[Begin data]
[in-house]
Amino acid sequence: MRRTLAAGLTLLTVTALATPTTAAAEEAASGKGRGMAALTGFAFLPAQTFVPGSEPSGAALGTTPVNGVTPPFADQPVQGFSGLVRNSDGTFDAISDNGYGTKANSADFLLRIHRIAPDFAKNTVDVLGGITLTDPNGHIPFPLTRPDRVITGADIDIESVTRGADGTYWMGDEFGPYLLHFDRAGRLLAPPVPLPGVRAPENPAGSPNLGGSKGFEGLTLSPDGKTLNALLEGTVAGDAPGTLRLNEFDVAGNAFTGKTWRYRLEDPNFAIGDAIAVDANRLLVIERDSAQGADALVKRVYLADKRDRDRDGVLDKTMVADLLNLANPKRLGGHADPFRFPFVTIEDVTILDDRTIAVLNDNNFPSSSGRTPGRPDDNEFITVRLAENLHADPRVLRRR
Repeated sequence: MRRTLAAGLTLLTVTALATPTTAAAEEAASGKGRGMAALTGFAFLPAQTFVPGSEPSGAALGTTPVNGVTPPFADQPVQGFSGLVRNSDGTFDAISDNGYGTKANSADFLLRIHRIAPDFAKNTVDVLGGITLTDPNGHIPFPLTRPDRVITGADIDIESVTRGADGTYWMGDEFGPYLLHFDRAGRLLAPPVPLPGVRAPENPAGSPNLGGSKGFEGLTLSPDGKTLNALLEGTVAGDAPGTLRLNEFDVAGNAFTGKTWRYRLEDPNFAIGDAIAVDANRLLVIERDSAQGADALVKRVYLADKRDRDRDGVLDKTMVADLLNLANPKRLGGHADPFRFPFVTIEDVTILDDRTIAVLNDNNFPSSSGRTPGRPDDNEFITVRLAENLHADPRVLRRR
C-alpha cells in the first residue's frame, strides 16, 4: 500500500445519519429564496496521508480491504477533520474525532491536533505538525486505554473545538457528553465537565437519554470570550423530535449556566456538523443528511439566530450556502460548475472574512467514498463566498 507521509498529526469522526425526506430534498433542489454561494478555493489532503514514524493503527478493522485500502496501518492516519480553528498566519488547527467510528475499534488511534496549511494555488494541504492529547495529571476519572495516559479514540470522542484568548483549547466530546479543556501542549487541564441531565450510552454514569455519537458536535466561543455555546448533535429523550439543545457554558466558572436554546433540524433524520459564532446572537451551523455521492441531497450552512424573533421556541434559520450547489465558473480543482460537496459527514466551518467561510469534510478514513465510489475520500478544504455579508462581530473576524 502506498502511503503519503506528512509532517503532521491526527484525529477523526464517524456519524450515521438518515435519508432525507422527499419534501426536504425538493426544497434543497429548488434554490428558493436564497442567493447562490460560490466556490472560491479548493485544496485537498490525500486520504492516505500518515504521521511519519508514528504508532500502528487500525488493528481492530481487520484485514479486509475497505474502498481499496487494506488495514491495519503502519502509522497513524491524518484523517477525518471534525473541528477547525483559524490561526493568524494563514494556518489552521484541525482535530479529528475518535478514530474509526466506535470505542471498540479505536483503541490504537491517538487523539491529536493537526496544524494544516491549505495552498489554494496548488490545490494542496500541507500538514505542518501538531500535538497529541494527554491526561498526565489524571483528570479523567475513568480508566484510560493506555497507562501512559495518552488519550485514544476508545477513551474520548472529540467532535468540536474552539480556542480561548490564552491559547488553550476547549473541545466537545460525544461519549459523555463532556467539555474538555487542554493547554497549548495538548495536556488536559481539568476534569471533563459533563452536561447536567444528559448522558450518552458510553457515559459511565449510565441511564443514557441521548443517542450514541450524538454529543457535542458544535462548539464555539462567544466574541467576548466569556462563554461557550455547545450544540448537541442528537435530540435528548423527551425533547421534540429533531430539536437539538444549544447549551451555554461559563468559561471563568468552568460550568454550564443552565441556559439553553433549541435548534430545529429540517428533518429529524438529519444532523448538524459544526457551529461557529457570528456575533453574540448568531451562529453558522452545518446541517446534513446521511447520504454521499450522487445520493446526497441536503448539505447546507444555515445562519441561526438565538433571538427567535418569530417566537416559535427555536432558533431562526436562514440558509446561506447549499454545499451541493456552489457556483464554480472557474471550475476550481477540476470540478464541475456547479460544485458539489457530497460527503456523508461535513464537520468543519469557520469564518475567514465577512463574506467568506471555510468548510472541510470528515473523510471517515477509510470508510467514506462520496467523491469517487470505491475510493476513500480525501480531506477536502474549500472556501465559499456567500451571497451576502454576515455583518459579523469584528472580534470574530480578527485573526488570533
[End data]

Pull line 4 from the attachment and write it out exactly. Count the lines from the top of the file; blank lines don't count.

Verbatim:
C-alpha cells in the first residue's frame, strides 16, 4: 500500500445519519429564496496521508480491504477533520474525532491536533505538525486505554473545538457528553465537565437519554470570550423530535449556566456538523443528511439566530450556502460548475472574512467514498463566498 507521509498529526469522526425526506430534498433542489454561494478555493489532503514514524493503527478493522485500502496501518492516519480553528498566519488547527467510528475499534488511534496549511494555488494541504492529547495529571476519572495516559479514540470522542484568548483549547466530546479543556501542549487541564441531565450510552454514569455519537458536535466561543455555546448533535429523550439543545457554558466558572436554546433540524433524520459564532446572537451551523455521492441531497450552512424573533421556541434559520450547489465558473480543482460537496459527514466551518467561510469534510478514513465510489475520500478544504455579508462581530473576524 502506498502511503503519503506528512509532517503532521491526527484525529477523526464517524456519524450515521438518515435519508432525507422527499419534501426536504425538493426544497434543497429548488434554490428558493436564497442567493447562490460560490466556490472560491479548493485544496485537498490525500486520504492516505500518515504521521511519519508514528504508532500502528487500525488493528481492530481487520484485514479486509475497505474502498481499496487494506488495514491495519503502519502509522497513524491524518484523517477525518471534525473541528477547525483559524490561526493568524494563514494556518489552521484541525482535530479529528475518535478514530474509526466506535470505542471498540479505536483503541490504537491517538487523539491529536493537526496544524494544516491549505495552498489554494496548488490545490494542496500541507500538514505542518501538531500535538497529541494527554491526561498526565489524571483528570479523567475513568480508566484510560493506555497507562501512559495518552488519550485514544476508545477513551474520548472529540467532535468540536474552539480556542480561548490564552491559547488553550476547549473541545466537545460525544461519549459523555463532556467539555474538555487542554493547554497549548495538548495536556488536559481539568476534569471533563459533563452536561447536567444528559448522558450518552458510553457515559459511565449510565441511564443514557441521548443517542450514541450524538454529543457535542458544535462548539464555539462567544466574541467576548466569556462563554461557550455547545450544540448537541442528537435530540435528548423527551425533547421534540429533531430539536437539538444549544447549551451555554461559563468559561471563568468552568460550568454550564443552565441556559439553553433549541435548534430545529429540517428533518429529524438529519444532523448538524459544526457551529461557529457570528456575533453574540448568531451562529453558522452545518446541517446534513446521511447520504454521499450522487445520493446526497441536503448539505447546507444555515445562519441561526438565538433571538427567535418569530417566537416559535427555536432558533431562526436562514440558509446561506447549499454545499451541493456552489457556483464554480472557474471550475476550481477540476470540478464541475456547479460544485458539489457530497460527503456523508461535513464537520468543519469557520469564518475567514465577512463574506467568506471555510468548510472541510470528515473523510471517515477509510470508510467514506462520496467523491469517487470505491475510493476513500480525501480531506477536502474549500472556501465559499456567500451571497451576502454576515455583518459579523469584528472580534470574530480578527485573526488570533